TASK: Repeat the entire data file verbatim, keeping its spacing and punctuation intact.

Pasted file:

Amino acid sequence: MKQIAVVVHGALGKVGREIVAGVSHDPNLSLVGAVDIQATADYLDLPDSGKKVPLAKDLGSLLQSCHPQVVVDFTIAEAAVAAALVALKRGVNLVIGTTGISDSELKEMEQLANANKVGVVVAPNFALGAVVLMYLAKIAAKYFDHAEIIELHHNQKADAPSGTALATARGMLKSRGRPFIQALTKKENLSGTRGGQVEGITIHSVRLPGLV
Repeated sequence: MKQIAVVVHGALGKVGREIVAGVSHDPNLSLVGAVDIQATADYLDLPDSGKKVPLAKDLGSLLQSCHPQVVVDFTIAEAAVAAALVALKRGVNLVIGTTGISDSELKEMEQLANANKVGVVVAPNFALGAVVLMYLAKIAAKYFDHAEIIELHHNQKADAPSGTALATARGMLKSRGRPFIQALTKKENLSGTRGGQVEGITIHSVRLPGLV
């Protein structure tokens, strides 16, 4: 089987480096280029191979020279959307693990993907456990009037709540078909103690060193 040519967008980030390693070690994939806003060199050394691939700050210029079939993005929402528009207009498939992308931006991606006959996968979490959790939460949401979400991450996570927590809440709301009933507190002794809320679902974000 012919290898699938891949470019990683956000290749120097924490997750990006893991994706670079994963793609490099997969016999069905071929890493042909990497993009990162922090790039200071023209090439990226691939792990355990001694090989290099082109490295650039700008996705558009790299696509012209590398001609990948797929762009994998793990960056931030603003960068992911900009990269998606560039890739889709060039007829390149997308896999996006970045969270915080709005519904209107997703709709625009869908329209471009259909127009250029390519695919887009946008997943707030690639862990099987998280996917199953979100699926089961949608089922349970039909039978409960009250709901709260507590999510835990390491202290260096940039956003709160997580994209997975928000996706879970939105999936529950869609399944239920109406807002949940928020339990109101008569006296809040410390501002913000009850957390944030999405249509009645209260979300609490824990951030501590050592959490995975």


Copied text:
Amino acid sequence: MKQIAVVVHGALGKVGREIVAGVSHDPNLSLVGAVDIQATADYLDLPDSGKKVPLAKDLGSLLQSCHPQVVVDFTIAEAAVAAALVALKRGVNLVIGTTGISDSELKEMEQLANANKVGVVVAPNFALGAVVLMYLAKIAAKYFDHAEIIELHHNQKADAPSGTALATARGMLKSRGRPFIQALTKKENLSGTRGGQVEGITIHSVRLPGLV
Repeated sequence: MKQIAVVVHGALGKVGREIVAGVSHDPNLSLVGAVDIQATADYLDLPDSGKKVPLAKDLGSLLQSCHPQVVVDFTIAEAAVAAALVALKRGVNLVIGTTGISDSELKEMEQLANANKVGVVVAPNFALGAVVLMYLAKIAAKYFDHAEIIELHHNQKADAPSGTALATARGMLKSRGRPFIQALTKKENLSGTRGGQVEGITIHSVRLPGLV
């Protein structure tokens, strides 16, 4: 089987480096280029191979020279959307693990993907456990009037709540078909103690060193 040519967008980030390693070690994939806003060199050394691939700050210029079939993005929402528009207009498939992308931006991606006959996968979490959790939460949401979400991450996570927590809440709301009933507190002794809320679902974000 012919290898699938891949470019990683956000290749120097924490997750990006893991994706670079994963793609490099997969016999069905071929890493042909990497993009990162922090790039200071023209090439990226691939792990355990001694090989290099082109490295650039700008996705558009790299696509012209590398001609990948797929762009994998793990960056931030603003960068992911900009990269998606560039890739889709060039007829390149997308896999996006970045969270915080709005519904209107997703709709625009869908329209471009259909127009250029390519695919887009946008997943707030690639862990099987998280996917199953979100699926089961949608089922349970039909039978409960009250709901709260507590999510835990390491202290260096940039956003709160997580994209997975928000996706879970939105999936529950869609399944239920109406807002949940928020339990109101008569006296809040410390501002913000009850957390944030999405249509009645209260979300609490824990951030501590050592959490995975």